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7 Practical Tips for Making a Great Travel Video

Travel videos have always been a popular medium for virtually transporting people to a completely different place and creating a visual narrative. But it may get extremely difficult to make a quality video if you don’t have a proper guideline to follow.

Here are some ways you can ensure you create a travel video you’re proud of. 

1. Find inspiration

Creativity requires inspiration and the same applies when you set out to make a travel video. Before you take your trip, you want to watch as many travel videos as you can. Find good travel filmmakers on YouTube follow their content and then start looking for videos specific to the area you will visit. It can be anything from an entire city to just one historical monument. 

Not only will you learn how to shoot specifically for travel videos, but you’ll also learn how to correctly apply transitions, cut and fade shots and decide how long you want each shot to be. All of this will positively contribute to a video you can be proud to showcase. 

2. Do your research

You don’t want to go to a destination completely blind. Researching as a filmmaker can help you in many positive ways. To have more information, you can watch videos of other filmmakers made where they filmed that destination. Analyze the angles they used and their use of space. Here are a few questions you can ask yourself before you set out:

  • What makes that place so interesting to shoot? 
  • What exactly can I capture there? 
  • Is there anything that other filmmakers missed?
  • How can you make the destination stand out in its own unique way?
Travel videos

3. Avoid regrets, shoot plenty 

You may have a shoot idea before you reach your destination, but a number of factors could make it infeasible. So shoot as much as you can and try as many different approaches as you can come up with. 

To make it possible to shoot a lot of footage, you will need more space. Buy a bigger SD Card for your camera, delete what is unnecessary and transfer your footage to your laptop when you can. 

You want to be at your creative peak while shooting. Think about what you can do differently. If you’re capturing nature or just the hustle of cars and people, you might want to consider shooting a time-lapse movie. Time-lapse movies can help change the pace of your movie and can always be used as fillers or B-roll. 

4. Choose your theme

Choosing a theme for your travel video will help you streamline your creative thinking. Sure, you want to let your creativity flow, but having a channel or idea before you start shooting can make you a lot more efficient at shooting. Your theme can depend on your style and your travel destination.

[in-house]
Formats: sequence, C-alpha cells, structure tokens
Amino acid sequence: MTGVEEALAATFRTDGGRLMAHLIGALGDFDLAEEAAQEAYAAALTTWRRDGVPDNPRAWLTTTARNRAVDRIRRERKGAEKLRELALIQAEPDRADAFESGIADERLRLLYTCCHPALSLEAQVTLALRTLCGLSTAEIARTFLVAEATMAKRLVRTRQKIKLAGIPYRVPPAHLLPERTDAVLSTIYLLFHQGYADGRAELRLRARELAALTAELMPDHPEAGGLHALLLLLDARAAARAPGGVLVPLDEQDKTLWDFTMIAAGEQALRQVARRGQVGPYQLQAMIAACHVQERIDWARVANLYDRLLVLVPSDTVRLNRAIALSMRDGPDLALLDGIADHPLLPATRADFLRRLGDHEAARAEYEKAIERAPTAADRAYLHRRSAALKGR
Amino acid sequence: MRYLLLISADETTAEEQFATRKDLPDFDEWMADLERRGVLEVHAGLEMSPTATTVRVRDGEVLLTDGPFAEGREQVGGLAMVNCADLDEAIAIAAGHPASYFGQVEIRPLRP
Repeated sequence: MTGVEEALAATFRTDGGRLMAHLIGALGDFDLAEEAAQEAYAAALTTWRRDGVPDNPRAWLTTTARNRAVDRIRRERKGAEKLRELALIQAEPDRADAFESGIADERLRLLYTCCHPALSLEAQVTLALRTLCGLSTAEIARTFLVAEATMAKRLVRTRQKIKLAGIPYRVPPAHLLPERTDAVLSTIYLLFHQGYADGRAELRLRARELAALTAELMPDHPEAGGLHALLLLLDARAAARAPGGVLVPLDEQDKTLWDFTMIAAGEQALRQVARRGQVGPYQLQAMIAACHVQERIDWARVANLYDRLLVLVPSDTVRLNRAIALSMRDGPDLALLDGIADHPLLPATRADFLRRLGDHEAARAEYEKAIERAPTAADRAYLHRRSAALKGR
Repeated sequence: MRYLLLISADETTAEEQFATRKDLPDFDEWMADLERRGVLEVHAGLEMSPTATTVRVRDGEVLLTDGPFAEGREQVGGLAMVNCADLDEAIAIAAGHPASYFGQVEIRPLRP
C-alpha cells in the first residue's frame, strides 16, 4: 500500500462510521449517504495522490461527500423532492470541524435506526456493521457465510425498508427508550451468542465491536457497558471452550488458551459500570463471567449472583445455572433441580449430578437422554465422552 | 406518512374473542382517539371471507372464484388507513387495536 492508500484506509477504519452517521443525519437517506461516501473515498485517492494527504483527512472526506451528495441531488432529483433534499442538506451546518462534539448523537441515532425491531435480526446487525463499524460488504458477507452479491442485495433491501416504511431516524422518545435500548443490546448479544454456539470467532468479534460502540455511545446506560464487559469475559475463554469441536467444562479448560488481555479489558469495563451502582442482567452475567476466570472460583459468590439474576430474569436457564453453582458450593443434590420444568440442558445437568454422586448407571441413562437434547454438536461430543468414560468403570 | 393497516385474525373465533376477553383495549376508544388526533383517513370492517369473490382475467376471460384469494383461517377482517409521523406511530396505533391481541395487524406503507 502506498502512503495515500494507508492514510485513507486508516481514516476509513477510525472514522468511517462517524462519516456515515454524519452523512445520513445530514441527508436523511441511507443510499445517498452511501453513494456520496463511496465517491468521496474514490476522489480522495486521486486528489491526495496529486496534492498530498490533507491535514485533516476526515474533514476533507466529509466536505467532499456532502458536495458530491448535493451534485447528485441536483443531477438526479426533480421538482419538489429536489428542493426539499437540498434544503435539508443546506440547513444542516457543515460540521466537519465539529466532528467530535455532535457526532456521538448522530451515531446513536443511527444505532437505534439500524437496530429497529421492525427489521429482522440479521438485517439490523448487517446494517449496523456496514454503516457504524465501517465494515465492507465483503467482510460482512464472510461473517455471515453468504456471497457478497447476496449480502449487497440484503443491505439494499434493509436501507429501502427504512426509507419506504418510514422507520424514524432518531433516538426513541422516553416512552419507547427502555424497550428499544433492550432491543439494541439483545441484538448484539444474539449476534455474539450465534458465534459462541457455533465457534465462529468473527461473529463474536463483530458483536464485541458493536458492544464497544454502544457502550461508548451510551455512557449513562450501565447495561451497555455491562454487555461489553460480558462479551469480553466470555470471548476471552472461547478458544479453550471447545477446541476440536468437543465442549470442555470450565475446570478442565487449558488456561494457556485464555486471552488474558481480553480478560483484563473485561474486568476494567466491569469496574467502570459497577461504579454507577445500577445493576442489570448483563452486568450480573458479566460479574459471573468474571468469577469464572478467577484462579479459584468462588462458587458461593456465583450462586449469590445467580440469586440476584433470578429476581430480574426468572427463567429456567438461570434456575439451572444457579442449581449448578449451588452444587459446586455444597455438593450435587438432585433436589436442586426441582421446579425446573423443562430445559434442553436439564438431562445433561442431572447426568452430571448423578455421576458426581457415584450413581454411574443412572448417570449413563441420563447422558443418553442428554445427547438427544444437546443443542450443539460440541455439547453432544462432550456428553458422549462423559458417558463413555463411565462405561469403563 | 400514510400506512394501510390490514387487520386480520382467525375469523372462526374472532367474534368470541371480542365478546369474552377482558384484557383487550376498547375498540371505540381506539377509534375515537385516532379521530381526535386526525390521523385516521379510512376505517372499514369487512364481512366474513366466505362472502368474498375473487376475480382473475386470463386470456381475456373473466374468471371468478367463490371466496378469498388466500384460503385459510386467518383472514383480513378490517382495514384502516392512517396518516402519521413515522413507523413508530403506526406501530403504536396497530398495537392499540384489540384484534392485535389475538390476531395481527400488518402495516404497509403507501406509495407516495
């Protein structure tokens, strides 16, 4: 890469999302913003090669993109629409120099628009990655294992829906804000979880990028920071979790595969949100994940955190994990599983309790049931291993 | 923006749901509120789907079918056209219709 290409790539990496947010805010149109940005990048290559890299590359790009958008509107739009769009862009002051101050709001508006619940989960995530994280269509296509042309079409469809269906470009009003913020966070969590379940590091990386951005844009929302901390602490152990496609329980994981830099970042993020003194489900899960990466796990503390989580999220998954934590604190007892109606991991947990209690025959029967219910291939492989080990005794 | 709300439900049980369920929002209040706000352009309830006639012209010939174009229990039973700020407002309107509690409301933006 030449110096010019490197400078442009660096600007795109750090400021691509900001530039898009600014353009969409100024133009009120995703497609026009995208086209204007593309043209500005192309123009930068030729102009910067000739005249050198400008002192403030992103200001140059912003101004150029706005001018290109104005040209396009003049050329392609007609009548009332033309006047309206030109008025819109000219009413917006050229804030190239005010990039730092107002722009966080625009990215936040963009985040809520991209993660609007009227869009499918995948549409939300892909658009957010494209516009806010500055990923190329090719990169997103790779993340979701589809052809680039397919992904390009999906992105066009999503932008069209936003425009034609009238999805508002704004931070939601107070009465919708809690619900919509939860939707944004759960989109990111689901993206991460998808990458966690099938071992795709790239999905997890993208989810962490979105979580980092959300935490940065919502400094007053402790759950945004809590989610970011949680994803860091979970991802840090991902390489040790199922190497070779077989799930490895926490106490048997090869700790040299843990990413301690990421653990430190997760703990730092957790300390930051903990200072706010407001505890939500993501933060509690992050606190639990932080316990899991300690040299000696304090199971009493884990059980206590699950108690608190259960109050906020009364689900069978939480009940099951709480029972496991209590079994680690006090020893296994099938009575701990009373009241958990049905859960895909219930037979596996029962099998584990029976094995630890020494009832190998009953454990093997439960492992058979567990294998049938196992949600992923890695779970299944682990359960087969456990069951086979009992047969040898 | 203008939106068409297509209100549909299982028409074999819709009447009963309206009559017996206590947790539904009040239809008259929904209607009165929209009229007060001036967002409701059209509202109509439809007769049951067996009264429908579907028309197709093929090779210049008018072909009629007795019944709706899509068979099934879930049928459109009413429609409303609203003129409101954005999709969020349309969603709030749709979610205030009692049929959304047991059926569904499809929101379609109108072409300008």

It can also depend on the story you want to say. Having a narrative to bind your video together is yet another tip to keep in mind. Spend some time thinking about what you wish to say through your video. 

crop photographer taking pictures in autumn
Photo by Dids on Pexels.com

5. Movement brings life

Motion in videos is not just the movement that happens in every frame but can also be the movement of the camera or the transitions you use. This should not lead to an overwhelming amount of movement in the video – that will simply lead to the audience being constantly distracted. 

If your video does have a lot of motion, you want to have each pair of shots starting and ending on the same side of the frame. Make it easy for your audience to follow the movement. 

6. Organize your footage

Organizing everything into folders, subfolders and renaming the footage to have some context for the future can make the editing process a lot easier. Instead of sorting through a ton of footage when you sit down to edit, sort everything according to date, time and place to retrieve things faster. 

Moreover, you may also want to have a folder dedicated to each project you undertake. In that folder, you can segregate the raw footage, the selected footage, project file and any audio or transition files that you may have. 

7. Take your time with editing

You’ve done all the hard work – you traveled, spent hours shooting a ton of footage, brought it back and organized it. The final step of editing will require just as much dedication, if not more. Revisit your theme, your idea, your narrative and then start editing. 

Divide your editing into three parts – sequencing, adding audio, graphics and color grading and finally, adding transition. Make any necessary changes before you’re ready to show it to the world. 

photo of man teaching via smartphone
Photo by Vanessa Garcia on Pexels.com

Conclusion

These seven tips can help you throughout your filmmaking process and significantly increase the output you get at the end. Give it patience and make sure you enjoy your trip even when you’re looking through a lens. 

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